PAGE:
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Inhalants

What are the short- and long-term effects of inhalant use?

Although the chemical substances found in inhalants may produce various pharmacological effects, most inhalants produce a rapid high that resembles alcohol intoxication, with initial excitation followed by drowsiness, disinhibition, lightheadedness, and agitation. If sufficient amounts are inhaled, nearly all solvents and gases produce anesthesia — a loss of sensation — and can lead to unconsciousness.

The chemicals found in solvents, aerosol sprays, and gases can produce a variety of additional effects during or shortly after use. These effects are related to inhalant intoxication and may include belligerence, apathy, impaired judgment, and impaired functioning in work or social situations; nausea and vomiting are other common side effects. Exposure to high doses can cause confusion and delirium. In addition, inhalant abusers may experience dizziness, drowsiness, slurred speech, lethargy, depressed reflexes, general muscle weakness, and stupor. For example, research shows that toluene can produce headache, euphoria, giddy feelings, and the inability to coordinate movements.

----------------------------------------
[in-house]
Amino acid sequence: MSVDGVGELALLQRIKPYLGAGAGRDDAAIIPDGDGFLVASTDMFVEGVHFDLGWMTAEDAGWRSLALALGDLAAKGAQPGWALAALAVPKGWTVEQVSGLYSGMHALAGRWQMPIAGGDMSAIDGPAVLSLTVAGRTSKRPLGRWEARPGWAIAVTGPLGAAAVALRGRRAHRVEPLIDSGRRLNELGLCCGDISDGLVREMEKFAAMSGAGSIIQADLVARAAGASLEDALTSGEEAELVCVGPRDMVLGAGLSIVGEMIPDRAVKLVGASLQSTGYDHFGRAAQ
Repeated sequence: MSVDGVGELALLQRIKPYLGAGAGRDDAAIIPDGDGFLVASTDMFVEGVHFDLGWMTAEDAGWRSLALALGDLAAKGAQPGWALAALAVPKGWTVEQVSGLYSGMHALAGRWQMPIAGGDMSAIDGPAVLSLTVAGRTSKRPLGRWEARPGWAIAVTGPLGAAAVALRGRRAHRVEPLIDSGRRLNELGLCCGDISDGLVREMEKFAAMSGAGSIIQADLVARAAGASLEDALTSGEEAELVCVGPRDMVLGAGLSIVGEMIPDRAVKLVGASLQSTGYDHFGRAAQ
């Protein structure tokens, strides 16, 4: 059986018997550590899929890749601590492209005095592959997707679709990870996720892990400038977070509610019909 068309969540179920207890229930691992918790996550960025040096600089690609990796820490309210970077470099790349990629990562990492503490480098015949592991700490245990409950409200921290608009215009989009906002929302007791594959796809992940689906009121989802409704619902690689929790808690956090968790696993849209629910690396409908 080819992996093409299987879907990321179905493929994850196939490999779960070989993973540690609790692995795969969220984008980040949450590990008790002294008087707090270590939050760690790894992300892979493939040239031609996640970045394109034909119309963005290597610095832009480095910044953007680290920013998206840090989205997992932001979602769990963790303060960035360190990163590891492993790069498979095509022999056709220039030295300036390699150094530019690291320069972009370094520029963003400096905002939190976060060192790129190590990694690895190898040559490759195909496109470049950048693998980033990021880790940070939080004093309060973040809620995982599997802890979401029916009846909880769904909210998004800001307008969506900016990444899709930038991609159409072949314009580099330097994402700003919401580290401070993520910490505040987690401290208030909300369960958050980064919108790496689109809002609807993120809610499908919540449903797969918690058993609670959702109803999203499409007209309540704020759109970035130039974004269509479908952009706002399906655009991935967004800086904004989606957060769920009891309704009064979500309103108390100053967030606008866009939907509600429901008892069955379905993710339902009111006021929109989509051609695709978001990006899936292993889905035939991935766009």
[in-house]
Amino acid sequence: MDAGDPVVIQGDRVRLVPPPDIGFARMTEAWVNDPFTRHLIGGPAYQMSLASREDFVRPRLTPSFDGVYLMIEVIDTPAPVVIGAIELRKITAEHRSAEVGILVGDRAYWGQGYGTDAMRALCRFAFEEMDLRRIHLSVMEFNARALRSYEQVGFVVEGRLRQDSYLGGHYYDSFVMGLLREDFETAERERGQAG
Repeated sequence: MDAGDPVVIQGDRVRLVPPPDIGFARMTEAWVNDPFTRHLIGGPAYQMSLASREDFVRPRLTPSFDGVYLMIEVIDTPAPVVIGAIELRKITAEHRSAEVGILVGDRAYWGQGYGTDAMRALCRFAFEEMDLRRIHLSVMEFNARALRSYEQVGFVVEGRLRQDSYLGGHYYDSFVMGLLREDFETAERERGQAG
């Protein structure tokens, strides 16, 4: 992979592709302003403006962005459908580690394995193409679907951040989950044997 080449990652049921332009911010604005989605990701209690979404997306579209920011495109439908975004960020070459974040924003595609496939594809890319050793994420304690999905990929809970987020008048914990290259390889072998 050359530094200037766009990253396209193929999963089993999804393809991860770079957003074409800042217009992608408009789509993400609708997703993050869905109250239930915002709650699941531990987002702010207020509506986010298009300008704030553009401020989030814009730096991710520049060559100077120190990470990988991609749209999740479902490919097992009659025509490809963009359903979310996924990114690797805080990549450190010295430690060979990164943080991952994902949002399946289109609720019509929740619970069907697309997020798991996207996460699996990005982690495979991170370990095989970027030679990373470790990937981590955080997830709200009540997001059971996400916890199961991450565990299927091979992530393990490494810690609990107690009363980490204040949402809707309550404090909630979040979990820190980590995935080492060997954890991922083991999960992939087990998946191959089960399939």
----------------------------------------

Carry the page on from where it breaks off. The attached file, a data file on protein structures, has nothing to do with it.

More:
Inhaled nitrites dilate blood vessels, increase heart rate, and produce a sensation of heat and excitement that can last for several minutes. Other effects can include flush, dizziness, and headache.

A strong need to continue using inhalants has been reported by many individuals, particularly those who have abused inhalants for prolonged periods over many days. Compulsive use and a mild withdrawal syndrome can occur with long-term inhalant abuse. A recent survey of 43,000 American adults suggests that inhalant users, on average, initiate use of cigarettes, alcohol, and almost all other drugs at younger ages and display a higher lifetime prevalence of substance use disorders, including abuse of prescription drugs, when compared with substance abusers without a history of inhalant use.

This page was last updated July 2012

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